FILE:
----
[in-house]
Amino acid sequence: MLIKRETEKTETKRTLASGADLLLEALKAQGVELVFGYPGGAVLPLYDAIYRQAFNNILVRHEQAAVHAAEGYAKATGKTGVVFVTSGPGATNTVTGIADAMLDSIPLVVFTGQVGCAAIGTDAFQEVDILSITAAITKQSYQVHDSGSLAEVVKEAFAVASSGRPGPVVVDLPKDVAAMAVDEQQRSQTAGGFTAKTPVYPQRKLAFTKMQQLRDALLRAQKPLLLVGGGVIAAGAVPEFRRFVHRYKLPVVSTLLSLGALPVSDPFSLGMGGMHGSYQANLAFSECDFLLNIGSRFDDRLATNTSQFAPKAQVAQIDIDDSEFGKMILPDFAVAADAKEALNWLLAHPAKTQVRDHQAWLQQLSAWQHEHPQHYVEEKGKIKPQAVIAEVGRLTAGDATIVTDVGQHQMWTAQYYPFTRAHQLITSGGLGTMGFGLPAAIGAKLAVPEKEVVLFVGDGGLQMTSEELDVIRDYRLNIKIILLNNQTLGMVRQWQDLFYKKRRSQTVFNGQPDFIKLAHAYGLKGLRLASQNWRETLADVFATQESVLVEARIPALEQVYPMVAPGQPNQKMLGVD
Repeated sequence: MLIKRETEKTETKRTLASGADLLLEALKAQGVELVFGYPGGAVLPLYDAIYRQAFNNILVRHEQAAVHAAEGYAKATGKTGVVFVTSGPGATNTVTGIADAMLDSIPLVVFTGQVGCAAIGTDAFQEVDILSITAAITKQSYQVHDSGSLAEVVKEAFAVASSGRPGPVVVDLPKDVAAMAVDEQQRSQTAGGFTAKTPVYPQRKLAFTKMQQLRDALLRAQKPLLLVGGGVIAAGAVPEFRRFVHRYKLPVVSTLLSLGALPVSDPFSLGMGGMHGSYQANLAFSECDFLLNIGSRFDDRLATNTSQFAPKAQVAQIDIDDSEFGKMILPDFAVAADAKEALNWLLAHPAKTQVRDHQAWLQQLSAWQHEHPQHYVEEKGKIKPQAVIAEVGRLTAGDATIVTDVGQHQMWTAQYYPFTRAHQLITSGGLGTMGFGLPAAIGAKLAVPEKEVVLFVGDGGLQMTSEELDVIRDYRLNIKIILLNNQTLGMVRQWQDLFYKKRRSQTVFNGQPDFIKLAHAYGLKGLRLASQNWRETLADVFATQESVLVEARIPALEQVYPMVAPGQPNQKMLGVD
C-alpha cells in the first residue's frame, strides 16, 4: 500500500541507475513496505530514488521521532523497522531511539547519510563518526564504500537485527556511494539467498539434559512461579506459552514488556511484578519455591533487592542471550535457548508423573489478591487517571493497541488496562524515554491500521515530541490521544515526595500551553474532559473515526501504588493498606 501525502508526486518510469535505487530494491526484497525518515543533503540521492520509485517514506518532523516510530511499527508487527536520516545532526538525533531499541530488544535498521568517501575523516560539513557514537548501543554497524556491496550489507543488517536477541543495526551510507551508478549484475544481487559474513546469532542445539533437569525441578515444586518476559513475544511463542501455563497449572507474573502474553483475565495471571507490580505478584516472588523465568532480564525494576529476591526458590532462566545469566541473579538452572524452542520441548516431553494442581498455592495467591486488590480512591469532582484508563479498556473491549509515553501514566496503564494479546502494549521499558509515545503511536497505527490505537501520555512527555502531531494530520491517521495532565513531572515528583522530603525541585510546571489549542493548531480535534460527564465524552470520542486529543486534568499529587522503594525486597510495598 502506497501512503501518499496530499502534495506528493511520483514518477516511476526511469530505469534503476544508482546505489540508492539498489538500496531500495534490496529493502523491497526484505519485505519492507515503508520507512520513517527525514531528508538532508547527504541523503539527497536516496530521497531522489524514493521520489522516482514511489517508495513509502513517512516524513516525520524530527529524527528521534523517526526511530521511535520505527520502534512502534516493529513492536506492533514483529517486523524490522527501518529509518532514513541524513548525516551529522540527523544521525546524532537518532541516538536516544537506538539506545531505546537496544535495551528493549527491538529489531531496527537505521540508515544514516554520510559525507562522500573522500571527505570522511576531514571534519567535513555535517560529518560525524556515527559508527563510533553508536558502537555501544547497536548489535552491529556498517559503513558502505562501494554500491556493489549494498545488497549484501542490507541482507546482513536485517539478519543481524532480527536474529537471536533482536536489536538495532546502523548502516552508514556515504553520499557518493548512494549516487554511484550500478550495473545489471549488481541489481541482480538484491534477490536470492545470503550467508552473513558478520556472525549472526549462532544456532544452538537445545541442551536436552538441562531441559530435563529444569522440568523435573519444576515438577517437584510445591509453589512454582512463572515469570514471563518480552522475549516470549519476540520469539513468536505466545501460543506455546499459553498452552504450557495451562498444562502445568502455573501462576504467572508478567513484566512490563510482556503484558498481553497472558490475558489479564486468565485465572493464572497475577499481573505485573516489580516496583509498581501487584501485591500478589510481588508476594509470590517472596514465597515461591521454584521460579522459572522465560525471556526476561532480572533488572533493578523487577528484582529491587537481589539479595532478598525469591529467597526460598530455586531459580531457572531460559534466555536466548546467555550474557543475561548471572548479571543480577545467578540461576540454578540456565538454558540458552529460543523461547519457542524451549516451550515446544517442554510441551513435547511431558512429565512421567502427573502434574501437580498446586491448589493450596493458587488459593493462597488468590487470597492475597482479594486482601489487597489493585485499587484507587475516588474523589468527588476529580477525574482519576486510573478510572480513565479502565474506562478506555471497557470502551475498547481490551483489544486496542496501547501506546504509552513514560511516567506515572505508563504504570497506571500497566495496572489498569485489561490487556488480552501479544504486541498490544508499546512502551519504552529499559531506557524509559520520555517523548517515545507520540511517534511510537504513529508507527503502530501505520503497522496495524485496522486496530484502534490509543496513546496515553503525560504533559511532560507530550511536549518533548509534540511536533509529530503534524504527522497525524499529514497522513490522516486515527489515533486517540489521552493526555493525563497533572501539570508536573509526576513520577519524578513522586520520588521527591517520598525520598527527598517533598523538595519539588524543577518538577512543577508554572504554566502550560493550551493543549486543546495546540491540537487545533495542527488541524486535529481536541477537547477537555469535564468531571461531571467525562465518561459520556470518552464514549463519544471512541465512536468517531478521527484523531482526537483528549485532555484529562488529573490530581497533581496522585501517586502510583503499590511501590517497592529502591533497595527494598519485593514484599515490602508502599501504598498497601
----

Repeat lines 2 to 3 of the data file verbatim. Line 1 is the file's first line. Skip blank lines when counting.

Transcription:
Amino acid sequence: MLIKRETEKTETKRTLASGADLLLEALKAQGVELVFGYPGGAVLPLYDAIYRQAFNNILVRHEQAAVHAAEGYAKATGKTGVVFVTSGPGATNTVTGIADAMLDSIPLVVFTGQVGCAAIGTDAFQEVDILSITAAITKQSYQVHDSGSLAEVVKEAFAVASSGRPGPVVVDLPKDVAAMAVDEQQRSQTAGGFTAKTPVYPQRKLAFTKMQQLRDALLRAQKPLLLVGGGVIAAGAVPEFRRFVHRYKLPVVSTLLSLGALPVSDPFSLGMGGMHGSYQANLAFSECDFLLNIGSRFDDRLATNTSQFAPKAQVAQIDIDDSEFGKMILPDFAVAADAKEALNWLLAHPAKTQVRDHQAWLQQLSAWQHEHPQHYVEEKGKIKPQAVIAEVGRLTAGDATIVTDVGQHQMWTAQYYPFTRAHQLITSGGLGTMGFGLPAAIGAKLAVPEKEVVLFVGDGGLQMTSEELDVIRDYRLNIKIILLNNQTLGMVRQWQDLFYKKRRSQTVFNGQPDFIKLAHAYGLKGLRLASQNWRETLADVFATQESVLVEARIPALEQVYPMVAPGQPNQKMLGVD
Repeated sequence: MLIKRETEKTETKRTLASGADLLLEALKAQGVELVFGYPGGAVLPLYDAIYRQAFNNILVRHEQAAVHAAEGYAKATGKTGVVFVTSGPGATNTVTGIADAMLDSIPLVVFTGQVGCAAIGTDAFQEVDILSITAAITKQSYQVHDSGSLAEVVKEAFAVASSGRPGPVVVDLPKDVAAMAVDEQQRSQTAGGFTAKTPVYPQRKLAFTKMQQLRDALLRAQKPLLLVGGGVIAAGAVPEFRRFVHRYKLPVVSTLLSLGALPVSDPFSLGMGGMHGSYQANLAFSECDFLLNIGSRFDDRLATNTSQFAPKAQVAQIDIDDSEFGKMILPDFAVAADAKEALNWLLAHPAKTQVRDHQAWLQQLSAWQHEHPQHYVEEKGKIKPQAVIAEVGRLTAGDATIVTDVGQHQMWTAQYYPFTRAHQLITSGGLGTMGFGLPAAIGAKLAVPEKEVVLFVGDGGLQMTSEELDVIRDYRLNIKIILLNNQTLGMVRQWQDLFYKKRRSQTVFNGQPDFIKLAHAYGLKGLRLASQNWRETLADVFATQESVLVEARIPALEQVYPMVAPGQPNQKMLGVD